Thanks Dennis for the debrief. where do you guys post your GPS tracks for others  to watch and learn.  I am sure the pilots carry GPS unit on XC flights and must be posting it or submitting it somewhere to be counted for NZ ladder.

Track Logs

steved's picture

I am not aware of an online NZ HG ladder but would be happy to be corrected if it was in the ether. If Airborne is put down the NZ HG XC table may die for an unknown period of time.

Although a track log has never been downloaded from my gauges, I am probably in a minority of 1 in that regard. No doubt there are useful things to be learnt but before doing so I must have assurances that it will not spell an end to my furtile imagination.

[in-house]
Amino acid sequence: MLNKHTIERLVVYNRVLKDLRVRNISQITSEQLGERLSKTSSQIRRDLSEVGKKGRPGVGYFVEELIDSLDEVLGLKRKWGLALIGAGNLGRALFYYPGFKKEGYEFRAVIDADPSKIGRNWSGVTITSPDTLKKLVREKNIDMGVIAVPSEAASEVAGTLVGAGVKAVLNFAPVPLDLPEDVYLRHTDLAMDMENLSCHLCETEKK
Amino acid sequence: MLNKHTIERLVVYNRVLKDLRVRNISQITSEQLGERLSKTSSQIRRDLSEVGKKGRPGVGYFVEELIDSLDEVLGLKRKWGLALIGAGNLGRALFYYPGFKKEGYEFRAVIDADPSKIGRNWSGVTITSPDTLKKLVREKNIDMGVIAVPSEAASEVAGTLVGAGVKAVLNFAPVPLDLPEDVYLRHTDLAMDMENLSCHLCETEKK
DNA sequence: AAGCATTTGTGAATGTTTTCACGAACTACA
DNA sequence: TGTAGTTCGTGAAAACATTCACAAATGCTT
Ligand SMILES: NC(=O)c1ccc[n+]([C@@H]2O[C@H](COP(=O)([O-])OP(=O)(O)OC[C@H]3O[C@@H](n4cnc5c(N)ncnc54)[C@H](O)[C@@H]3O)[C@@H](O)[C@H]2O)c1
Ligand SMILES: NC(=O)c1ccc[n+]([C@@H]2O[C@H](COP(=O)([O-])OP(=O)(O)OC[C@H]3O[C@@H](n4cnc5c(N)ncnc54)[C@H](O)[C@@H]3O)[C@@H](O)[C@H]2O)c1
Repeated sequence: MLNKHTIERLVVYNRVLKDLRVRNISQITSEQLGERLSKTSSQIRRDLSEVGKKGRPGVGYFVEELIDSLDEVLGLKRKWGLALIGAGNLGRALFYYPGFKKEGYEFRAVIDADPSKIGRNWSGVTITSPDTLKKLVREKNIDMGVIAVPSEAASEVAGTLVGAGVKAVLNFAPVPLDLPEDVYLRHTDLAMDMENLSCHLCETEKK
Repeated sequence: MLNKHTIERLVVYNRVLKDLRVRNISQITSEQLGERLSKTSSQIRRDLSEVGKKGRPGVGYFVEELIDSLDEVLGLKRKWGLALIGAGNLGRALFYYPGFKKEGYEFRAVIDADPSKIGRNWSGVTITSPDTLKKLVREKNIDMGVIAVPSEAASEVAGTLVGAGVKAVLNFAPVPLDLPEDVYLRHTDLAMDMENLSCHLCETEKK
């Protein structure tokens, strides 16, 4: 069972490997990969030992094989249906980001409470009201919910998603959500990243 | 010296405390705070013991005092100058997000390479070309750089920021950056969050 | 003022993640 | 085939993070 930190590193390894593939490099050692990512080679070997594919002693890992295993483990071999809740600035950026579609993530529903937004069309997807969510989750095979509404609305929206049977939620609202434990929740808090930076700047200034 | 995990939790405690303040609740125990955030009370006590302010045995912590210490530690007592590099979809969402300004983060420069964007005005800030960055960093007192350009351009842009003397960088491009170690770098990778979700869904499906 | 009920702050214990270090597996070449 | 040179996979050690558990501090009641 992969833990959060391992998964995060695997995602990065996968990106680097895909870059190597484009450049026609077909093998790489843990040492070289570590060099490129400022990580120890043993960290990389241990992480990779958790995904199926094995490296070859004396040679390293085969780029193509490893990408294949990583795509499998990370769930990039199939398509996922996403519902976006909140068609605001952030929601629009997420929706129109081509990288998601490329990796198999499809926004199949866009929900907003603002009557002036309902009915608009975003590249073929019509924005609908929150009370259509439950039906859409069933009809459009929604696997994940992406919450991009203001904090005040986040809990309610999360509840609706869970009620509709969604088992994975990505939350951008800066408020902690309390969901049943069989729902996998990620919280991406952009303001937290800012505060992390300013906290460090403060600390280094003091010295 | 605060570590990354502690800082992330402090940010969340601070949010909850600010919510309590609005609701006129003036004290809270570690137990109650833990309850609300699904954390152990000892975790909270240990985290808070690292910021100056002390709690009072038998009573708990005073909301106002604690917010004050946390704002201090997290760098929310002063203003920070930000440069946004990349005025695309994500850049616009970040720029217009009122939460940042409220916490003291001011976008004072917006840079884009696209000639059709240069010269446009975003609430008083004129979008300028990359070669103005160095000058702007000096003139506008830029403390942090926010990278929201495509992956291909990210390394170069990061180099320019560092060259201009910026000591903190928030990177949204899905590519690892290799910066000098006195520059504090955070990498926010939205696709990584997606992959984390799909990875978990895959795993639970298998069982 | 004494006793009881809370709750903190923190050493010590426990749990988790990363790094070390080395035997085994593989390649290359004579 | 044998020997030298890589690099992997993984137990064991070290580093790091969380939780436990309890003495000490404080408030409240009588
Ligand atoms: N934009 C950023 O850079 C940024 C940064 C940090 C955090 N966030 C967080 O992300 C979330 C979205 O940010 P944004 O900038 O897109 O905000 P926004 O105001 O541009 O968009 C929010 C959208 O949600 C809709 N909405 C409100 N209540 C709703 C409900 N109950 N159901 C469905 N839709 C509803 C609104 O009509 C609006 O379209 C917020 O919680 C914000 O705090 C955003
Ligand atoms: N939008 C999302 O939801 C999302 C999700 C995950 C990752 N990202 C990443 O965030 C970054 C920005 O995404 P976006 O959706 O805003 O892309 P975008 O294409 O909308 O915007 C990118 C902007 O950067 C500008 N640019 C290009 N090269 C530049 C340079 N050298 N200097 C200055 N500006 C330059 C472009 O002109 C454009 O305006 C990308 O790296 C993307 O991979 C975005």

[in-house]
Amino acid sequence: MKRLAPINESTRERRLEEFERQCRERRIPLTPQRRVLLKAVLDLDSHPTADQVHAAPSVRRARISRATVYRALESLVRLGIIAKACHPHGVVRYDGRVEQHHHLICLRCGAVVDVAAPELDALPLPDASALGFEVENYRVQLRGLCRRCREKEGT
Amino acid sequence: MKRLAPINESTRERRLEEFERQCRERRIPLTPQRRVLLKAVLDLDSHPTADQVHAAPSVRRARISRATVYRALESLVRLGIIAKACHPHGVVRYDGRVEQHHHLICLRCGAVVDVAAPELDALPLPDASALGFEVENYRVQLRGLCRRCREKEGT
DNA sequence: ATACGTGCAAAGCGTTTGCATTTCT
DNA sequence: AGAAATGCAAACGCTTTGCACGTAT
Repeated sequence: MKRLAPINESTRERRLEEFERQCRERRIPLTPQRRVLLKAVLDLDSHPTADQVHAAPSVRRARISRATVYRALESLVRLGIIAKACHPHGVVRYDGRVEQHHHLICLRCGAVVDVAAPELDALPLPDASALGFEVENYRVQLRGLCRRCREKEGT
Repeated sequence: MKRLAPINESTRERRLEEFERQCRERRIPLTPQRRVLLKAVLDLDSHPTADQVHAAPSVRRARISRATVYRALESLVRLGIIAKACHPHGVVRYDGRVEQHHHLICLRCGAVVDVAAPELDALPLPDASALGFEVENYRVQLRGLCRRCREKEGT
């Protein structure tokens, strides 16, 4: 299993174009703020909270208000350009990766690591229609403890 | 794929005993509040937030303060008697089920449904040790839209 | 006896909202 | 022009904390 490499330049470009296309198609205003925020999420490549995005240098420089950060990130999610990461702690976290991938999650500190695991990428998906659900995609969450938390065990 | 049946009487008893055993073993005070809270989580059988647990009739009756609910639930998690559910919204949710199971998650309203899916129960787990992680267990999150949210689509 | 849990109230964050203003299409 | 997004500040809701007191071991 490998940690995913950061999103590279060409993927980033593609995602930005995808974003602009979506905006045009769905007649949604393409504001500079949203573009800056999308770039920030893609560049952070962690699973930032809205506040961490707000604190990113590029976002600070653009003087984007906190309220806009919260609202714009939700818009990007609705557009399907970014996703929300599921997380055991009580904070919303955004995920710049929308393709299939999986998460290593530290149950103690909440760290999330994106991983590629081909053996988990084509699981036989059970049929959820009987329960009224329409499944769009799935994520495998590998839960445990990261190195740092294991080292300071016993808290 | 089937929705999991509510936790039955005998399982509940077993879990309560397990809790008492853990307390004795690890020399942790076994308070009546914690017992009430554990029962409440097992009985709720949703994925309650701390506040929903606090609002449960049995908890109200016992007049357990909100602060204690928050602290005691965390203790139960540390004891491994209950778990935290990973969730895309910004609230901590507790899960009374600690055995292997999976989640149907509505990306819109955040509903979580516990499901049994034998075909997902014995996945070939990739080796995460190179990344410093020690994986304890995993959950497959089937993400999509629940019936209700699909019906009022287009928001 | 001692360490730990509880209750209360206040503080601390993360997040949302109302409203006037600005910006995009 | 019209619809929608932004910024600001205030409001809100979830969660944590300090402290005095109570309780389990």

Tony's picture

Thanks for the de-brief. Will file that in my database for future reference.

When you are making decisions about the day you need a baseline to work from. That's what I use RASP for. Along with your analysis and by comparing it to what RASP says "could have" happened I can get some idea of forecast accuracy and the micro detail RASP doesn't give (1 pixel = 3km2).

Track logs are also good for that as well (if/when people post them).

Nothing is as good as sitting/waiting on launch. Something I don't always have time to do.

Both times (1030/1430) I rang the weather station it was SE 140 Min 7 18 29 Max kph, which I must admit influenced my decision making. I have soared Moirs in a SE before and didn't enjoy that, but then if I had got lift straight away it may have been different.